Missionary Winters

Being a missionary has caused us to wonder about and look back on other family missions–Rick’s first one in Texas and our four children’s missions in Florida (Chad), Portugal (Angie), France (Scott), and California (Kurt).  We all know the wintery conditions of “Hot and Humid Texas,” “Sunny California,” and “Balmy Florida” but we’d forgotten the details of Portugal and France.  We asked Angie about Portugal and we shouldn’t complain about winter in Mongolia.  She said,  The winters in Portugal– they were cold but a different cold.  It doesn’t snow there–I saw snow once when we went on a trip to a mountain with a bunch of members.  It rains a ton in Portugal and it’s humid so it makes for a different kind of cold.  I got there in October and it seriously rained for almost 3 months straight. Our apartment walls grew mold on them.  We spent P-day cleaning them with bleach. My umbrella from home was ripped to shreds in the first rainstorm.  I bought thick sweaters there and we would layer them with our long coats.  The worst part was they don’t have heaters over there and also no carpet. That’s where I picked up my slipper wearing habit because it is a necessity there with cold floors.  We had little space heaters we would move around our apartment with us.  A long day would call for making a small batch of no bake cookies (because only one of my apartments had an oven) and eating them out of the pan over the space heater with my companion.  My last apartment had a fireplace so I would often sit by it (along with my wet shoes) at night.  So it was cold but a different cold.”  Then, Scott said–“France is further north on the globe than Utah.  I remember my first winter in Calais was mild temperatures but cold because of the humidity.  Since Calais was right on the coast it rained quite a bit.  It never snowed in Calais.  For a coat I had a long trench coat that I didn’t like.  It hardly kept me warm especially with the humidity cutting right through it.  I knocked on a lot of doors when it was pouring rain outside.  I used a scarf and it helped a lot.  My second winter was in Nancy.  It was on the border by Germany and more inland.  It got really cold but it didn’t snow very much.  I remember the one time we got a big snow storm, the French people didn’t know what to do.  But again it was cold and humid.  I decided to buy myself a better coat than the trench coat and that worked much better.”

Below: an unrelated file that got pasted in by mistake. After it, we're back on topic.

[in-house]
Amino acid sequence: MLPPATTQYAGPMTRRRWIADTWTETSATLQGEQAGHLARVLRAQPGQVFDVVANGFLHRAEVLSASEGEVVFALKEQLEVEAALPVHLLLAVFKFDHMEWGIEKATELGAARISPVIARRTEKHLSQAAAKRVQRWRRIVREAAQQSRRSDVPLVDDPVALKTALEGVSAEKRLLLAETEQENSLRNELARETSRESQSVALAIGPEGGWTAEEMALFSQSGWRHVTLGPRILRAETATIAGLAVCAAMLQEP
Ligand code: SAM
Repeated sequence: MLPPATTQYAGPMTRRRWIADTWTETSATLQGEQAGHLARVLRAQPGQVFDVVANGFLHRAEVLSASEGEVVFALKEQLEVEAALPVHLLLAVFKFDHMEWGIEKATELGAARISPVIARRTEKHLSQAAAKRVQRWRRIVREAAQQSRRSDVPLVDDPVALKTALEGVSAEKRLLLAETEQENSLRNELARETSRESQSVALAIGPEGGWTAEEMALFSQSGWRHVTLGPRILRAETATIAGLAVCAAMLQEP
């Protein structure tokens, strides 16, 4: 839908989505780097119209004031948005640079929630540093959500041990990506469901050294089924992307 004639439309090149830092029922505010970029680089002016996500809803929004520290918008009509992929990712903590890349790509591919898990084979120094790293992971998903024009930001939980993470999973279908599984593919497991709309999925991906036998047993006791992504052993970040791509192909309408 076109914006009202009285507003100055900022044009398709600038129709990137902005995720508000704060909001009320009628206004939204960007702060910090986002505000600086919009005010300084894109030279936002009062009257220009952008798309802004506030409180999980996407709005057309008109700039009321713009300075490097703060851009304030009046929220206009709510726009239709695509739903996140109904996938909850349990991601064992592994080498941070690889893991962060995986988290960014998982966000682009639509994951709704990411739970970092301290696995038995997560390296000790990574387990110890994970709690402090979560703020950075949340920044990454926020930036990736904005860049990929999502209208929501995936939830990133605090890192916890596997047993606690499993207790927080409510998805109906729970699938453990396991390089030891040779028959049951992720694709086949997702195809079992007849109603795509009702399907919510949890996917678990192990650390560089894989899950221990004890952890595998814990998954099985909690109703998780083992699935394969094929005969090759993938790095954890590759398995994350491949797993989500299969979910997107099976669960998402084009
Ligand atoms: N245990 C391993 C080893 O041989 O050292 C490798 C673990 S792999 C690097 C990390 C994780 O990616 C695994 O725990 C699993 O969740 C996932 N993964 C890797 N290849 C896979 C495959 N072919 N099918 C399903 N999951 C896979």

We’re sure there are many other missionary winter stories to at least equal these and we’re about to experience a Mongolian winter so we’ll see how it compares over the next few months.  I’m so grateful to have a heating system, rugs on our floors, as well as a stove and we’ve bought some puffy down coats.  We were at zero degrees yesterday morning but it warmed up to forty degrees by midday…and this is still Fall!!!

Last Saturday was a very nice wintry day–it was cold and blustery but President Benson invited all the senior couples to go out to lunch to one of his family’s favorite restaurants.  It was a great restaurant and I had a wonderful chicken dish–chicken is not considered a “meat” over here for some reason but I loved eating it!  Then, he took us all shopping to some “Americanized” stores that were too far away for walking.  Imagine–we had a car to carry it all home in!  We enjoyed our time and found canned pumpkin, bags of flour (yes, they’re everywhere but so heavy for a long walk) and other familiar things.

Our shopping was cut short because the two of us had to go to the Ministry of Labor to teach English to the Director so we took one of the two vehicles and went on our way.  The Director was a little late because she had been playing basketball with some of the employees–we decided she was more human than we had thought!  We had a good class and then taught her again on Wednesday.  She really picked up on it quickly so we asked her why.  She said she watches a little English TV but she also knows Russian.  We’re not sure if that has anything to do with it since we are so UNschooled in languages…she is probably a talented language person.  But, the really exciting part of this is that her translator told us they had a driver that will be picking us up and taking us home from now on!!!  That might not be too exciting to anyone else but we’ve been paying about 75,000 tugriks ($36) per week for a crazy Mongolian taxi ride to teach English.  Oh…the new driver is just as crazy–every driver in Mongolia is crazy–but he’s FREE!!!  AND…the Director lives quite close to the church building so she would like to walk to it for Saturday classes!  All we have to do is walk over there and teach for an hour every Saturday.  This all makes English teaching a bit easier on our P-day.